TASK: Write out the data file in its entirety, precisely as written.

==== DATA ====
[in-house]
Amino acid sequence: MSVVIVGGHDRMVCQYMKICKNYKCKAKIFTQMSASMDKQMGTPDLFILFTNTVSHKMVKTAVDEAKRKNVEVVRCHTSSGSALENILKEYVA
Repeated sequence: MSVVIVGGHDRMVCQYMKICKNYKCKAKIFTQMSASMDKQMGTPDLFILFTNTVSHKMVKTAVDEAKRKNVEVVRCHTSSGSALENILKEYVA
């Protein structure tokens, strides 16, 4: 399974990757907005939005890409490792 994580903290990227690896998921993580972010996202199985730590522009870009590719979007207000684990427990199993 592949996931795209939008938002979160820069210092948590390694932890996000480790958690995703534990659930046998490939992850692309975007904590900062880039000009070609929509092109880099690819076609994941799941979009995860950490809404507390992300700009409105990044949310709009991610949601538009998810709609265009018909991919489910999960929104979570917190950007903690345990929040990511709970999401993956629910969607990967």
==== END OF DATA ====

[in-house]
Amino acid sequence: MSVVIVGGHDRMVCQYMKICKNYKCKAKIFTQMSASMDKQMGTPDLFILFTNTVSHKMVKTAVDEAKRKNVEVVRCHTSSGSALENILKEYVA
Repeated sequence: MSVVIVGGHDRMVCQYMKICKNYKCKAKIFTQMSASMDKQMGTPDLFILFTNTVSHKMVKTAVDEAKRKNVEVVRCHTSSGSALENILKEYVA
């Protein structure tokens, strides 16, 4: 399974990757907005939005890409490792 994580903290990227690896998921993580972010996202199985730590522009870009590719979007207000684990427990199993 592949996931795209939008938002979160820069210092948590390694932890996000480790958690995703534990659930046998490939992850692309975007904590900062880039000009070609929509092109880099690819076609994941799941979009995860950490809404507390992300700009409105990044949310709009991610949601538009998810709609265009018909991919489910999960929104979570917190950007903690345990929040990511709970999401993956629910969607990967």